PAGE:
Best Of '99: Third Eye Blind Drop Lyrics At Label's Request

Elektra CEO reportedly says move is not censorship; 'Slow Motion' intended as anti-violence statement, singer has said.

[Editor's note: Over the holiday season, SonicNet is looking back at 1999's top stories, chosen by our editors and writers. This story originally ran on Tuesday, Nov. 16.]

Third Eye Blind have heeded their label's request to alter a potentially

controversial song from their upcoming album that lead singer Stephan

Jenkins had previously said was meant as an anti-violence message.

The band, whose hit singles have chronicled suicide and addiction to

the drug crystal-meth, was asked to drop lyrics from "Slow Motion" on its

second album, Blue (Nov. 23), by the label's chairwoman and

CEO, Sylvia Rhone, according to an Elektra Records spokesperson who

requested anonymity.

Though Rhone was not available for comment Monday (Nov. 15), she reportedly

has said the decision to remove the lyrics, which deal with drug use and

violence, was not intended to censor the group.

"That song didn't work in the context of the rest of the album," online

music site RollingStone.com quoted Rhone as saying. "And it didn't

work in the context of the current social climate, and in the overall

vision of this band." The Elektra source said the chairwoman's comments

represented the company's position.

Frontman Jenkins said in late September that the song's lyrics were intended

to be an anti-violence message. The song includes these lines:

"Miss Jones taught me English, but I think I just shot her son/ 'Cause

he owed me money, with a bullet in the chest/ With a bullet in the chest

he cannot run/ Now he's bleeding in a vacant lot."

"That song is a protest song. It's an irony. 'Slow Motion' is about how

we revel in amorality," Jenkins said while his band was finishing the

album in a hometown San Francisco studio two months ago. To illustrate

his point, he cited these lyrics:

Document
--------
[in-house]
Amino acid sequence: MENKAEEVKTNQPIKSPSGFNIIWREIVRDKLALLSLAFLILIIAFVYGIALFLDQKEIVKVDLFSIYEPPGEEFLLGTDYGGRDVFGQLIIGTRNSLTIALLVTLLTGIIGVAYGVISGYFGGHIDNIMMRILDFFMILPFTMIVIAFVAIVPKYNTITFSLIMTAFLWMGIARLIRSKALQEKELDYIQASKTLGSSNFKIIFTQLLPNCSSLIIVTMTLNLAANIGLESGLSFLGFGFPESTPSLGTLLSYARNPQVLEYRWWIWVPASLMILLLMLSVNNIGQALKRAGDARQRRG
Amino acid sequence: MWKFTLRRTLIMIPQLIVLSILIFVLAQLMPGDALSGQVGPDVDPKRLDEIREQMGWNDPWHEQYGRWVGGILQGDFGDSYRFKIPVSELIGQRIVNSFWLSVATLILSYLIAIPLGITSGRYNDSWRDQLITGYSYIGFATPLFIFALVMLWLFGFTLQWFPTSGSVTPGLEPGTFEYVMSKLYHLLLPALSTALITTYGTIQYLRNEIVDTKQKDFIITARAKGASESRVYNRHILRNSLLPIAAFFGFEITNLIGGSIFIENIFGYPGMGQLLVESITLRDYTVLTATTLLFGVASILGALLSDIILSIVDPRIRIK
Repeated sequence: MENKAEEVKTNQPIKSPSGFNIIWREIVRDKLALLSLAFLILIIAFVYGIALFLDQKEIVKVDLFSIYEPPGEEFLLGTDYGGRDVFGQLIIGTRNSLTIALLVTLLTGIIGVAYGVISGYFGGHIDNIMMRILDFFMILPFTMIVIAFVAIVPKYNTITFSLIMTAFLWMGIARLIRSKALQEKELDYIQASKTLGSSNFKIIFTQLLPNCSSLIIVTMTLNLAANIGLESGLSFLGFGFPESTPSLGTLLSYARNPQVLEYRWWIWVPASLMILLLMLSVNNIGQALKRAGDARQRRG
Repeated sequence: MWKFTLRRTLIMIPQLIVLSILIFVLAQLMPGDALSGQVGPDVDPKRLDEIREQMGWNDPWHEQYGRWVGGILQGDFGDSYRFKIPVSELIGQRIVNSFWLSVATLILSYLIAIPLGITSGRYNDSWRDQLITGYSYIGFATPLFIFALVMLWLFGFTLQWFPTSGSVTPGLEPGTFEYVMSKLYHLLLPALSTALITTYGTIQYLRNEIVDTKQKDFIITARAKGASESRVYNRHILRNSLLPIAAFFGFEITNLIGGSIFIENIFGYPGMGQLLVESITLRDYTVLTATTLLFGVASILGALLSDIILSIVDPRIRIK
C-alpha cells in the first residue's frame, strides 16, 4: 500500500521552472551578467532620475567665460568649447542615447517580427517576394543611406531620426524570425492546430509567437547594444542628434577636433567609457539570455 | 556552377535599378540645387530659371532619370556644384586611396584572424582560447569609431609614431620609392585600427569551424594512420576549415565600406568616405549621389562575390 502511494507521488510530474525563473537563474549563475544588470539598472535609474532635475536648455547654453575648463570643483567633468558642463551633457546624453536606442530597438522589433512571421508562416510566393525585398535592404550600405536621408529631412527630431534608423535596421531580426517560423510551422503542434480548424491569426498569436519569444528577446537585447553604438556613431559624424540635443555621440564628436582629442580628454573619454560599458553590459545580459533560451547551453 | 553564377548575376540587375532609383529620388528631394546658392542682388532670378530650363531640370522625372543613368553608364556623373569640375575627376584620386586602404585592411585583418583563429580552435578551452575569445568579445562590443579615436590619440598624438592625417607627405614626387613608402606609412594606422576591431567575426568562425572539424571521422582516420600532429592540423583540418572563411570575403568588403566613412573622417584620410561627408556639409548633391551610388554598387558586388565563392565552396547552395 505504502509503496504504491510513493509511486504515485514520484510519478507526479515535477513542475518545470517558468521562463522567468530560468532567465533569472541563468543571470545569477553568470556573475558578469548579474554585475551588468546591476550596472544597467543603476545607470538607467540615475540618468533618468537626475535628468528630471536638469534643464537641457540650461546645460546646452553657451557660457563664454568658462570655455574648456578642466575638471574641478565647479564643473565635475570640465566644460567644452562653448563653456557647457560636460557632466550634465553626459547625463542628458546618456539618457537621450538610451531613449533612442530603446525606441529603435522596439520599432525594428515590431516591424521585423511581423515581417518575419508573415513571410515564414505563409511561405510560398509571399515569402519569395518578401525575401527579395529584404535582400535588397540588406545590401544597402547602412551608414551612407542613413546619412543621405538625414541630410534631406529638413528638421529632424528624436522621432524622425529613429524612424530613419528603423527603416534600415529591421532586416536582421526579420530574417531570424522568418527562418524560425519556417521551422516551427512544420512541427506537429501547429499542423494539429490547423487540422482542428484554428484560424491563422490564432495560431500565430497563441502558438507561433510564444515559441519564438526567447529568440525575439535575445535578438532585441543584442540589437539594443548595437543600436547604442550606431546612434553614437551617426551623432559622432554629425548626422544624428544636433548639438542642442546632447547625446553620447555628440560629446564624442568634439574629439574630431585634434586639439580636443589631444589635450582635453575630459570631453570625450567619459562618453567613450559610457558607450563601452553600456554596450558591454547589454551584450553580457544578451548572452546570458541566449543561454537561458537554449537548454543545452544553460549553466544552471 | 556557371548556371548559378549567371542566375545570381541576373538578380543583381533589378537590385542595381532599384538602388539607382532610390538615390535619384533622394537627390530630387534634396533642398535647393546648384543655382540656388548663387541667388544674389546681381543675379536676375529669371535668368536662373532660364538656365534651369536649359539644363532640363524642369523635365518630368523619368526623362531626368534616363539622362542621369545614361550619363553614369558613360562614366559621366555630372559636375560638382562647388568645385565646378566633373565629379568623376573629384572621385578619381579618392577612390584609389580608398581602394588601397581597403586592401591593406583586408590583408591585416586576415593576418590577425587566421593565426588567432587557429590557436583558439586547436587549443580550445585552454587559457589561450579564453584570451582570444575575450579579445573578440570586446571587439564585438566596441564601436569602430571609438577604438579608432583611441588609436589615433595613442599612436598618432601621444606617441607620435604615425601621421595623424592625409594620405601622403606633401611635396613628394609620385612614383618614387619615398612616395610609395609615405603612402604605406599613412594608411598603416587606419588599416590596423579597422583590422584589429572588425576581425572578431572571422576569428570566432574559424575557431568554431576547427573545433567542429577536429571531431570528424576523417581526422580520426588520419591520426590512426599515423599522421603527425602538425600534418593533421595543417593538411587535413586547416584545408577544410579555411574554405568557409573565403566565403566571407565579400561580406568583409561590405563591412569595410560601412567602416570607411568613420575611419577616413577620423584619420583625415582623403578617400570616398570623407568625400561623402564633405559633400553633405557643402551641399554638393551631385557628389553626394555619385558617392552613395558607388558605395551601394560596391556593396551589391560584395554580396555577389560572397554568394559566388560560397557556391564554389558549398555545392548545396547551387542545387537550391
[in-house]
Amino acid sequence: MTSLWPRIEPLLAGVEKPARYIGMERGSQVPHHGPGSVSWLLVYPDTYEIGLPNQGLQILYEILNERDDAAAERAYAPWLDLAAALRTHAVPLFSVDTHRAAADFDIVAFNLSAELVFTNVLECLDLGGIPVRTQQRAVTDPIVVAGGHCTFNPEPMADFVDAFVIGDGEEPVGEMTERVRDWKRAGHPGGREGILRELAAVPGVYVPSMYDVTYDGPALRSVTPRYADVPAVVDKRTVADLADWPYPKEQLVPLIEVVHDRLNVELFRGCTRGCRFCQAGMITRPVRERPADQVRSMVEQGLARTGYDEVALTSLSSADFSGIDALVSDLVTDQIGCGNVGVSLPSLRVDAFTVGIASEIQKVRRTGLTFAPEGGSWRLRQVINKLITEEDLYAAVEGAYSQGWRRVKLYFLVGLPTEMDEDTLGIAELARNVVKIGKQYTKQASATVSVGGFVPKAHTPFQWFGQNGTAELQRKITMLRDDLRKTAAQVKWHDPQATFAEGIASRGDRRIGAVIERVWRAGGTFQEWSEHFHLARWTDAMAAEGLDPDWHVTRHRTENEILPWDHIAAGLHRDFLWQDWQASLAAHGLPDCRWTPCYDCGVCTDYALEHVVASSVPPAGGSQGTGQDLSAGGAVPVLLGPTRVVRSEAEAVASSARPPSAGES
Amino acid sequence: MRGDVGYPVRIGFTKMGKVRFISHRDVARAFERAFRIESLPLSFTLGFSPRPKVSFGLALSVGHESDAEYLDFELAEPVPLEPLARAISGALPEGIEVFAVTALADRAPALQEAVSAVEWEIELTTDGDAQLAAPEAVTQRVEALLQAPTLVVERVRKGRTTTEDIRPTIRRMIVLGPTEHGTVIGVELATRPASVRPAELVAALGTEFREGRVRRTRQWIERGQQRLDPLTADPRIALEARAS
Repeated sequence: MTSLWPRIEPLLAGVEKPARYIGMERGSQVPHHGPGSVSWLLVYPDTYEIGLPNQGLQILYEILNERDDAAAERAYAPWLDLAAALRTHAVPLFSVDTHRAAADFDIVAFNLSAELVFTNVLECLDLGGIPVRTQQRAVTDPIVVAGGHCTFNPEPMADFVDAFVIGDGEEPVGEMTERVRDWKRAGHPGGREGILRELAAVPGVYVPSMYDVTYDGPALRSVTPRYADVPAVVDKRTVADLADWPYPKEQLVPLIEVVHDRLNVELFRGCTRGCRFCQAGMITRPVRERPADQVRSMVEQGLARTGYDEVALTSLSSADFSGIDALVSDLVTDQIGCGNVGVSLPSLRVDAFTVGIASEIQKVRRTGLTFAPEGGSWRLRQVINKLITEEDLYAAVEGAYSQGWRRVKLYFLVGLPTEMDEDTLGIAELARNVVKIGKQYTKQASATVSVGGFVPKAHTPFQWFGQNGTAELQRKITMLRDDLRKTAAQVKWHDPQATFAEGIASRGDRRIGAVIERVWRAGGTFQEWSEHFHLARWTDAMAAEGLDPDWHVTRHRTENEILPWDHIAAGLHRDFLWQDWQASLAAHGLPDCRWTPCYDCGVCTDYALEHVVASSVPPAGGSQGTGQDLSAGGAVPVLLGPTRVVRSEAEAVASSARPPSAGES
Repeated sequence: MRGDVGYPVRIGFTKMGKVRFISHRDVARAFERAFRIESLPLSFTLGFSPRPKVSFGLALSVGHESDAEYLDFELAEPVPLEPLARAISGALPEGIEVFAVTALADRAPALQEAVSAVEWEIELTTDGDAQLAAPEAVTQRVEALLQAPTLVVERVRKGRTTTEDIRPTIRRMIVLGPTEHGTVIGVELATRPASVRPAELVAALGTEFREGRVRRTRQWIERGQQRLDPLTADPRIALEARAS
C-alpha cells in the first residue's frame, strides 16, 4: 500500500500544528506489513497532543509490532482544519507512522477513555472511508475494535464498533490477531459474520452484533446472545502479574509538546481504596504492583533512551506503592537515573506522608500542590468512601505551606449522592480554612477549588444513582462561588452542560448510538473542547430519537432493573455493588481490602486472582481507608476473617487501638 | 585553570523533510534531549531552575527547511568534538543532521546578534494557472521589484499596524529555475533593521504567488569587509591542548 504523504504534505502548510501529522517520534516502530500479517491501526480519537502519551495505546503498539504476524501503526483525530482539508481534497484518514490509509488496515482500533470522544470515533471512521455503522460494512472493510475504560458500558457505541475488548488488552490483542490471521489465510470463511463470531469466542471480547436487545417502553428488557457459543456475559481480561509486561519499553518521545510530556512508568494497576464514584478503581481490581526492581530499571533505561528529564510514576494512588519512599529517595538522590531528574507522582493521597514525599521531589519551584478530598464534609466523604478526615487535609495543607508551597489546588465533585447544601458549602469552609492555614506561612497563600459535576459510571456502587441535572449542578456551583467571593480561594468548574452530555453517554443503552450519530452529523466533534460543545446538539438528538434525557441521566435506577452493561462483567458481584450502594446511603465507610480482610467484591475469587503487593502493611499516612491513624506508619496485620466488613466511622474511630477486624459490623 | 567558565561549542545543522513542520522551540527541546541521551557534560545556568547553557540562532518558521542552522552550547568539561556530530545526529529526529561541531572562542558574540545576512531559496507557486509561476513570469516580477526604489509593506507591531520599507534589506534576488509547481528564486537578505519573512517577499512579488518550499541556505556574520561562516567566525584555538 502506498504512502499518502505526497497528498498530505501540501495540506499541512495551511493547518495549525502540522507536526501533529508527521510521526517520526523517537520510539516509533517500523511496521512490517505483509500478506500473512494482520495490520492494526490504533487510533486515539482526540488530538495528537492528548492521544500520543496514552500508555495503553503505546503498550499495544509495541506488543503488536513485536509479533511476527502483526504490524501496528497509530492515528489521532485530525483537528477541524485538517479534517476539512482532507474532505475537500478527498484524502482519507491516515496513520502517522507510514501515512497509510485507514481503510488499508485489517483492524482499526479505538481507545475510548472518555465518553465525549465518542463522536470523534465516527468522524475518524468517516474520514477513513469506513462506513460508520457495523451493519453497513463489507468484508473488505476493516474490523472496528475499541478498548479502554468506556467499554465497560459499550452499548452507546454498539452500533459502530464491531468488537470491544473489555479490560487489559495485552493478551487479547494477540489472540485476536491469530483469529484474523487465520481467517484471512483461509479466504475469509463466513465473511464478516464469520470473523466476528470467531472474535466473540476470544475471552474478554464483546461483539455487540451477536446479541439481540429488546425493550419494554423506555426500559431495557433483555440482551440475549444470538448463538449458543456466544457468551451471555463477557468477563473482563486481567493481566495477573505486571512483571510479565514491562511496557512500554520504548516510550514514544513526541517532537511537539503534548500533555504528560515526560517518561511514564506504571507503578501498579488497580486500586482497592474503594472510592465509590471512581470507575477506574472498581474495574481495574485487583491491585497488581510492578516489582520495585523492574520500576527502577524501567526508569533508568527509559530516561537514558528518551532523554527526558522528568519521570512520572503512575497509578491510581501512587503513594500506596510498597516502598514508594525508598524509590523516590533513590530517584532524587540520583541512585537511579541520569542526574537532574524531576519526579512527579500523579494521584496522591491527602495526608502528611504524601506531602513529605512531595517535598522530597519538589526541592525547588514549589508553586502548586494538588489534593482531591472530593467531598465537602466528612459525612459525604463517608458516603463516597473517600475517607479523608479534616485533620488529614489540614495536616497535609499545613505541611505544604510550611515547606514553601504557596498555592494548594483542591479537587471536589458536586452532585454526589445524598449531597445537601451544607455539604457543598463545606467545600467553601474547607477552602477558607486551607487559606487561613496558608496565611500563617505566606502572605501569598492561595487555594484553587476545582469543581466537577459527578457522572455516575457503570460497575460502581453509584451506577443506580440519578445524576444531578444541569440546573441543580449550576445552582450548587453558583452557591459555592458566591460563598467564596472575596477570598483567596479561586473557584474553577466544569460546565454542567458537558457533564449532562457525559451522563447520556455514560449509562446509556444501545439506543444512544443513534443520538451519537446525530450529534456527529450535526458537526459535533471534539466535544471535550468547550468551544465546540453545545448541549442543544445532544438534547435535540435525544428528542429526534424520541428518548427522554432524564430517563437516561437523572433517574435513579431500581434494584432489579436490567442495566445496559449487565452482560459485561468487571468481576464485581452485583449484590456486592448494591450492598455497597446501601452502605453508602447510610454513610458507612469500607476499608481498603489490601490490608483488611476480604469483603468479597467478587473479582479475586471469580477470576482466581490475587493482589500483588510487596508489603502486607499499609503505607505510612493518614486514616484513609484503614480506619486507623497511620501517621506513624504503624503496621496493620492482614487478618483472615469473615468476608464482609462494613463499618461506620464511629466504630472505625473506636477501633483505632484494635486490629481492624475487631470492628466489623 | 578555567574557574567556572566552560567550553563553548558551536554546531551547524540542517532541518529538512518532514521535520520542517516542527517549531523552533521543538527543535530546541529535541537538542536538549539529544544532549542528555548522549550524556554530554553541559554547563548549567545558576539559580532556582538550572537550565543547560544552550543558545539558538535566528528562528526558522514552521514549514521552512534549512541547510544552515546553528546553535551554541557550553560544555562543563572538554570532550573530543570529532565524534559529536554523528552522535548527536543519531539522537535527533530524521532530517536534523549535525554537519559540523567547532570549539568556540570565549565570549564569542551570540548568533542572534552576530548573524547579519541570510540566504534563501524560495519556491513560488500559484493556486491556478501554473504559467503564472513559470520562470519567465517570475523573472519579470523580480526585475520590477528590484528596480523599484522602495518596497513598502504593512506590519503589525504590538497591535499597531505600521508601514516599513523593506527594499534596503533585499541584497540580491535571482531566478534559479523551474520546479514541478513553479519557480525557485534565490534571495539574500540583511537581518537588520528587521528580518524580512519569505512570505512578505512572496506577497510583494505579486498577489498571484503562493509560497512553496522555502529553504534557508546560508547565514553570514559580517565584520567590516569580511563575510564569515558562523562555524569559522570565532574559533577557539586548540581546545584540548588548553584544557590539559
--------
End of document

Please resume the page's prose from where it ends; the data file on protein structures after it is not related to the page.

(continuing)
"Hollywood glamorized my wrath/ I'm a young urban psychopath/ I incite

murder for your entertainment/ 'Cause I needed the money, what's your

excuse?/ The joke's on you."

"It is supposed to be seductive," Jenkins said. "It's almost like an

opiate. It is intent on drawing you in. I'm sure I'll get a lot of sh--

for it. I'm sure nobody's going to get any sense about it at all. But I

like it, I get it" (RealAudio excerpt of interview).

The spare, down-tempo ballad was recorded by Jenkins on piano and

guitar. It is expected to appear on the album in a mostly instrumental

version, punctuated by a haunted-sounding chorus: "Slow motion/ See me

let go."

Jenkins said he is used to his band being misinterpreted. It began with what some pegged as the pro-drug message of the band's breakout 1997 hit, "Semi-Charmed Life" (RealAudio excerpt), a song rife with images of oral sex and drug use. Among the lyrics penned by Jenkins for that song are, "She comes round and she goes down on me," "Chop another line like a coda with a curse," "Doing crystal-meth will life you up until you break/ It won't stop, I won't come down, I keep stock."

Nina Crowley, the leader of anti-censorship group Mass Mic, called the

removal of the lyrics from the band's album a part of the "whitewashing"

of American culture in the wake of the deadly April school shootings at

Columbine High School in Littleton, Colo.

"This is really distressing," she said Monday (Nov. 15). "I know labels have done these kinds of things in the past and kept it quiet, but this is self-censorship, and people are running scared; it's hysteria. Here, you're getting a song censored based on the words, not the intent."

Jenkins said the band's new songs, such as the ballads "Deep Inside of You" and "Never Let You Go" and the driving first single, "Anything" (RealAudio excerpt), are about life's messier moments.

"[The new songs] have the friction and things smashing into each other that I'm always interested in," Jenkins said. He also put into that category the new album's song "Wounded" — a dramatic chronicle of a friend's sexual assault driven by a jungle-style rhythm, violins and '70s-style rock riffs.

The Elektra spokesperson said the band was interested in releasing "Slow Motion" on its own label next year. Neither Jenkins nor Third Eye Blind's management could be reached for comment for this story.

Other bands asked to change their lyrics or song titles to avoid controversy include Nirvana, who agreed to change the title of their anti-rape song, "Rape Me" (RealAudio excerpt) to "Waif Me," to get the album into some major retail chains. The arty rock group Radiohead cleaned up the chorus of their breakthrough 1993 hit, "Creep," from "You're so fucking special" to "you're so very special" to get radio play.

In June, following a protest from a religious group calling itself Be Level-Headed, the Offspring and Silverchair chose not to play songs the activist group had termed dangerously violent at the Hard Rock RockFest '99 in Hampton, Ga. A spokesperson for the Offspring later told SonicNet Music News that the band's song "Beheaded" (RealAudio excerpt) — which inspired Be Level-Headed's name and was cited by that group as offensive — was not on the Offspring's setlist.

Blue is Third Eye Blind's follow-up to their multiplatinum 1997 eponymous debut, which was a mix of Jenkins' evocative lyrics and power-pop stylings. The debut spawned a number of radio hits, including "Graduate" (RealAudio excerpt) and "How's It Going to Be" (RealAudio excerpt).